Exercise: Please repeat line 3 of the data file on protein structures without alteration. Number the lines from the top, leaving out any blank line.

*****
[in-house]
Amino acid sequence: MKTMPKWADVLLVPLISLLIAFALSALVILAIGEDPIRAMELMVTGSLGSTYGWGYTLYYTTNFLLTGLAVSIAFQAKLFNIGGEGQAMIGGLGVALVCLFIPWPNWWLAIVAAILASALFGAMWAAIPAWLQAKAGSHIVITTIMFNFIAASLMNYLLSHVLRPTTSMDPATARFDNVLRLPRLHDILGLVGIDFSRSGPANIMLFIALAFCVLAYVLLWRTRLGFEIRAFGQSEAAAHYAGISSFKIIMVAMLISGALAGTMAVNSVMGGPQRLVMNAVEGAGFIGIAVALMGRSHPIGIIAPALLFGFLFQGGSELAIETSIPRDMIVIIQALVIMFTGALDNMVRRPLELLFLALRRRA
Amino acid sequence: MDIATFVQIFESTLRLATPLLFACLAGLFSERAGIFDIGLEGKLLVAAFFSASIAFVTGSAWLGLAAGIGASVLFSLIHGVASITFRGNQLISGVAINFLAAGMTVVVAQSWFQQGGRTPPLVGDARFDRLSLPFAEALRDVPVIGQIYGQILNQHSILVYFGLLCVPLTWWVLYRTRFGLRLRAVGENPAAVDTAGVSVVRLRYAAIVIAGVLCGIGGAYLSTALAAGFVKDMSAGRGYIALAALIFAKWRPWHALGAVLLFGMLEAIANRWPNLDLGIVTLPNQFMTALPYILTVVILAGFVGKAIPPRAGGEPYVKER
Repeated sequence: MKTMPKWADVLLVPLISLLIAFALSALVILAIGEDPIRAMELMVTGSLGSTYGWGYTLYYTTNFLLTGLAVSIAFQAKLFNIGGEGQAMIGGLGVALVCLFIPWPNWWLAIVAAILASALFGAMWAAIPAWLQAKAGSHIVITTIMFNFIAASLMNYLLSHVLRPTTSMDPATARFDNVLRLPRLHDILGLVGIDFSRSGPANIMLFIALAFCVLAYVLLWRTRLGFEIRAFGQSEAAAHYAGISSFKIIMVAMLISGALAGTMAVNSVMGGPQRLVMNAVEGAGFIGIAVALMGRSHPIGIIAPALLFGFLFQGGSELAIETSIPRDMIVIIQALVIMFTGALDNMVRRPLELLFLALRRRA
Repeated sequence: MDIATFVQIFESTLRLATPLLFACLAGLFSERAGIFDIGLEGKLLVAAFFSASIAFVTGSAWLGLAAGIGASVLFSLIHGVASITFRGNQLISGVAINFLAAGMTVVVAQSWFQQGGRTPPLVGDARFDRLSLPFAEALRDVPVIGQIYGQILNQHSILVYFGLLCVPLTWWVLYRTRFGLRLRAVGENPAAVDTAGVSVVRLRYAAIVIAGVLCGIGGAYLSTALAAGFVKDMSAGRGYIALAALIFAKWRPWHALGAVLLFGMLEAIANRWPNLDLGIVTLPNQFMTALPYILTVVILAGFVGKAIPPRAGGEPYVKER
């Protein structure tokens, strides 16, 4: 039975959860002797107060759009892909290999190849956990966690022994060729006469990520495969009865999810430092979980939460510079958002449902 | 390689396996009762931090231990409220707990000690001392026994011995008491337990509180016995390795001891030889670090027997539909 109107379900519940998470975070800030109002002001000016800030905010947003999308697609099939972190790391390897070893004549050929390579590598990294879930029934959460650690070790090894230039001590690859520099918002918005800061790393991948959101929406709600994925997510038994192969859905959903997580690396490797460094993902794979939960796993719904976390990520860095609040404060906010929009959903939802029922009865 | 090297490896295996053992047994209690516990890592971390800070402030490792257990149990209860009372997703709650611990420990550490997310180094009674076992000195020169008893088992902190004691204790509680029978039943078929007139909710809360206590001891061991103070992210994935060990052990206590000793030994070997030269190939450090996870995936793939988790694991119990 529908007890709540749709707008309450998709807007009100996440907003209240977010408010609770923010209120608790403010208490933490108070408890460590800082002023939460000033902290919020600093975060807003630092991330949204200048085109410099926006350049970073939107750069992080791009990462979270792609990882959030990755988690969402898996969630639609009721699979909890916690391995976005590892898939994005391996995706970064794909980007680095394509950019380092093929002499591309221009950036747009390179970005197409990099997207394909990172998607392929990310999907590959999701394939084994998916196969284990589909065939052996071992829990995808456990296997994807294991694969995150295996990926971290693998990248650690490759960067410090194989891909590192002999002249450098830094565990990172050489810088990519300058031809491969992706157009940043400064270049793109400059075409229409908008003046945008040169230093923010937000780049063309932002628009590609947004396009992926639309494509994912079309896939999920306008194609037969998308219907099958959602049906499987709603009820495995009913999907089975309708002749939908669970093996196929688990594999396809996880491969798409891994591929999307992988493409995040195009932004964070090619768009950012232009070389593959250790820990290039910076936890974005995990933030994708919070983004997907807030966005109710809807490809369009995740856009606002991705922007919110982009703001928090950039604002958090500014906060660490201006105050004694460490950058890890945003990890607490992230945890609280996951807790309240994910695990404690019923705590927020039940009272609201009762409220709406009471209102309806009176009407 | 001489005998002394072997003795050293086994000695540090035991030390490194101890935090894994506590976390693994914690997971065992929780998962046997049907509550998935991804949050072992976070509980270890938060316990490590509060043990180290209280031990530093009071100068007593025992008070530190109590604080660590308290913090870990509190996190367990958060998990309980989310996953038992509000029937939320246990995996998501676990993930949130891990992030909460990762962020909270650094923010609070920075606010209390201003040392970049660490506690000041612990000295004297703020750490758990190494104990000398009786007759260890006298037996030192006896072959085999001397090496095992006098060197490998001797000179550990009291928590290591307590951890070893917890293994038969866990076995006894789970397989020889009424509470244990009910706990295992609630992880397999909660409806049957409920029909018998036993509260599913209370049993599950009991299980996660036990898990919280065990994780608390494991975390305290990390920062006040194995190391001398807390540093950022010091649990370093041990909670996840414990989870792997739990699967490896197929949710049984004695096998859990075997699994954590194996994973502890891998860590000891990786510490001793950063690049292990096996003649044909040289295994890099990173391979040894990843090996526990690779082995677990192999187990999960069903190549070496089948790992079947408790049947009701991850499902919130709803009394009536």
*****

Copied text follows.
Amino acid sequence: MDIATFVQIFESTLRLATPLLFACLAGLFSERAGIFDIGLEGKLLVAAFFSASIAFVTGSAWLGLAAGIGASVLFSLIHGVASITFRGNQLISGVAINFLAAGMTVVVAQSWFQQGGRTPPLVGDARFDRLSLPFAEALRDVPVIGQIYGQILNQHSILVYFGLLCVPLTWWVLYRTRFGLRLRAVGENPAAVDTAGVSVVRLRYAAIVIAGVLCGIGGAYLSTALAAGFVKDMSAGRGYIALAALIFAKWRPWHALGAVLLFGMLEAIANRWPNLDLGIVTLPNQFMTALPYILTVVILAGFVGKAIPPRAGGEPYVKER